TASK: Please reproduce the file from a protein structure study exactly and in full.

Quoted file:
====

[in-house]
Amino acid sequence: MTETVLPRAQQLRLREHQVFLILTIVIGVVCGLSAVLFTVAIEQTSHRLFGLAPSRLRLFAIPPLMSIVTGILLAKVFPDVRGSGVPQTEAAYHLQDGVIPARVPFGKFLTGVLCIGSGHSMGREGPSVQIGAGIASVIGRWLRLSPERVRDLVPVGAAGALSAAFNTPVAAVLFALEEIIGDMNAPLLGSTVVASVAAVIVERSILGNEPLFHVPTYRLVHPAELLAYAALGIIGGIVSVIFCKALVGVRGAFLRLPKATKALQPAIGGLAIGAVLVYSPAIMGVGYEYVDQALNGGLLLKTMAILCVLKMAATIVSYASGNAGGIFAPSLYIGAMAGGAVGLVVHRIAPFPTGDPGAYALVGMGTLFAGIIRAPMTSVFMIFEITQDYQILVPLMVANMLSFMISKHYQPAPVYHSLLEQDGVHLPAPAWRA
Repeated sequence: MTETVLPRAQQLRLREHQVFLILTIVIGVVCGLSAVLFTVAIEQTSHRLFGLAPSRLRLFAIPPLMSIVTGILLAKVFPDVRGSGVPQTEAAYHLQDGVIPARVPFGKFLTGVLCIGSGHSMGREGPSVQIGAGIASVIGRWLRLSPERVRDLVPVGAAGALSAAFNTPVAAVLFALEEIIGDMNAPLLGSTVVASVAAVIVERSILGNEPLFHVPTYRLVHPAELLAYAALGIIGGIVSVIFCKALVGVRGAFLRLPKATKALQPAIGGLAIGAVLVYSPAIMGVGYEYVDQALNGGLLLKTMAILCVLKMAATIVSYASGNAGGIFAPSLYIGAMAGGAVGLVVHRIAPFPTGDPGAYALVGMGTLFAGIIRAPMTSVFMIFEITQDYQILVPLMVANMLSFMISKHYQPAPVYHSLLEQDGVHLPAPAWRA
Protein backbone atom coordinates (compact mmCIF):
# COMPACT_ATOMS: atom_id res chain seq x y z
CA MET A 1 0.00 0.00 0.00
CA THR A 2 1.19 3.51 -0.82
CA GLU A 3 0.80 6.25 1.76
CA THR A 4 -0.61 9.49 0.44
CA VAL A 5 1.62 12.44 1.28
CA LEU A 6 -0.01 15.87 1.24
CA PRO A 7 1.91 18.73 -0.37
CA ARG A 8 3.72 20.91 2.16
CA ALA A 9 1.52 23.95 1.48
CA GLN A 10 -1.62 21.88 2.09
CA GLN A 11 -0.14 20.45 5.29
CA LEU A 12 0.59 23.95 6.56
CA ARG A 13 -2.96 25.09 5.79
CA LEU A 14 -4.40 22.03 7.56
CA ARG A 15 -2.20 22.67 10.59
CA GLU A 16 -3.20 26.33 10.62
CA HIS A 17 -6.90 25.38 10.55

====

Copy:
[in-house]
Amino acid sequence: MTETVLPRAQQLRLREHQVFLILTIVIGVVCGLSAVLFTVAIEQTSHRLFGLAPSRLRLFAIPPLMSIVTGILLAKVFPDVRGSGVPQTEAAYHLQDGVIPARVPFGKFLTGVLCIGSGHSMGREGPSVQIGAGIASVIGRWLRLSPERVRDLVPVGAAGALSAAFNTPVAAVLFALEEIIGDMNAPLLGSTVVASVAAVIVERSILGNEPLFHVPTYRLVHPAELLAYAALGIIGGIVSVIFCKALVGVRGAFLRLPKATKALQPAIGGLAIGAVLVYSPAIMGVGYEYVDQALNGGLLLKTMAILCVLKMAATIVSYASGNAGGIFAPSLYIGAMAGGAVGLVVHRIAPFPTGDPGAYALVGMGTLFAGIIRAPMTSVFMIFEITQDYQILVPLMVANMLSFMISKHYQPAPVYHSLLEQDGVHLPAPAWRA
Repeated sequence: MTETVLPRAQQLRLREHQVFLILTIVIGVVCGLSAVLFTVAIEQTSHRLFGLAPSRLRLFAIPPLMSIVTGILLAKVFPDVRGSGVPQTEAAYHLQDGVIPARVPFGKFLTGVLCIGSGHSMGREGPSVQIGAGIASVIGRWLRLSPERVRDLVPVGAAGALSAAFNTPVAAVLFALEEIIGDMNAPLLGSTVVASVAAVIVERSILGNEPLFHVPTYRLVHPAELLAYAALGIIGGIVSVIFCKALVGVRGAFLRLPKATKALQPAIGGLAIGAVLVYSPAIMGVGYEYVDQALNGGLLLKTMAILCVLKMAATIVSYASGNAGGIFAPSLYIGAMAGGAVGLVVHRIAPFPTGDPGAYALVGMGTLFAGIIRAPMTSVFMIFEITQDYQILVPLMVANMLSFMISKHYQPAPVYHSLLEQDGVHLPAPAWRA
Protein backbone atom coordinates (compact mmCIF):
# COMPACT_ATOMS: atom_id res chain seq x y z
CA MET A 1 0.00 0.00 0.00
CA THR A 2 1.19 3.51 -0.82
CA GLU A 3 0.80 6.25 1.76
CA THR A 4 -0.61 9.49 0.44
CA VAL A 5 1.62 12.44 1.28
CA LEU A 6 -0.01 15.87 1.24
CA PRO A 7 1.91 18.73 -0.37
CA ARG A 8 3.72 20.91 2.16
CA ALA A 9 1.52 23.95 1.48
CA GLN A 10 -1.62 21.88 2.09
CA GLN A 11 -0.14 20.45 5.29
CA LEU A 12 0.59 23.95 6.56
CA ARG A 13 -2.96 25.09 5.79
CA LEU A 14 -4.40 22.03 7.56
CA ARG A 15 -2.20 22.67 10.59
CA GLU A 16 -3.20 26.33 10.62
CA HIS A 17 -6.90 25.38 10.55